Friday, October 30, 2009

Brian Butch's adventures in Greece

Brian Butch gave a detailed acccount of his entertaining adventures as a pro basketball in Greece, via his personal blog.

The story was discovered by our friend blog, and within his blog, Brian Butch describes in tantalising details his experience as pro basketball player in Greece, playing for Ilisiakos. Ilisiakos is not a wealthy team and it's owned by Greek player agent, Tasos Delimpaltadakis.

Brian Butch's Bio: Since graduating from Wisconsin in 2008 Brian Butch has pursued a professional basketball career in the U.S. and overseas. In his blog below Butch will not only update his fans on his adventures on and off the court.

A newcomer
Oct 29 2009, 4:45 PM Topic: European basketball
Nothing is ever the way things seem to be in Europe. 

After our first game there was nothing but approval for the way that I was playing. Then a couple days later the owner pulled me to the side and said that they were bringing in a new American for a tryout. 

Um hello.

That's after I led the team in scoring with a 16-point game in 19 minutes. But the one thing that I have learned in my year and half of playing overseas is that you have to stand up for yourself. Otherwise these teams will walk right over you. 

So once the owner told me of their decision, I told him that the coach and the management needed to get on the same page. I added that I wasn't sure what else I could do except play hard in the minutes I've been given. I mean, 16 points in 19 minutes was not that bad, and I had a strong game the weekend before.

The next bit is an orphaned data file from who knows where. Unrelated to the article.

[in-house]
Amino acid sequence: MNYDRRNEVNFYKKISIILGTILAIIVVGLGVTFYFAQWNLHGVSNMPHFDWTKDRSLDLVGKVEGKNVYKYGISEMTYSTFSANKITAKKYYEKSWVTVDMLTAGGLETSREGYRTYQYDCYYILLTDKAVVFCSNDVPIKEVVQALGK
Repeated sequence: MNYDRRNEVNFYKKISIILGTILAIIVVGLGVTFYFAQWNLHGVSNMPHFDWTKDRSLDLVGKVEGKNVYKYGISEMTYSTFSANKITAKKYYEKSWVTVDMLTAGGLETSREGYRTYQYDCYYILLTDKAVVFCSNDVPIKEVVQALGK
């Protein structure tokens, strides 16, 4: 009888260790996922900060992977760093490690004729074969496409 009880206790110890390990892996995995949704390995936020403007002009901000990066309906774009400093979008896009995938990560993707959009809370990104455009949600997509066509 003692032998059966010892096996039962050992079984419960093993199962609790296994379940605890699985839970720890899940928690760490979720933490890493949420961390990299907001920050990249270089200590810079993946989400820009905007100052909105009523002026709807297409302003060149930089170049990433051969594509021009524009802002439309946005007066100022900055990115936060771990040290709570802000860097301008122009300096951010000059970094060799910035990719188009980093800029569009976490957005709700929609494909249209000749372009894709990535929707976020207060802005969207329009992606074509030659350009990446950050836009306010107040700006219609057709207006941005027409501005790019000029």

The next day the new American arrived and it's Warren Carter, who played at Illinois. We played each other many times in the Big Ten. The thing that confused me? The owner talked to me about bringing in another big player, but Warren plays a 3/4 position. So that just shows how much research is done. 

We'll see how the next couple of days go at practice. It's up to the team to decide who they want to keep. It can be frustrating when you play well and the team goes in another direction. It can be like a revolving door that constantly is being opened and closed. You just hope you are the one having the door opened.

But it's a good education for me, and the fans out there can see how this works, too. The sad part? Its' common to see promises broken and communication break off. At the end of the day no one is safe. This happens with big teams and small teams in all countries. Some countries it happens more often than others but it's just the way this business works.

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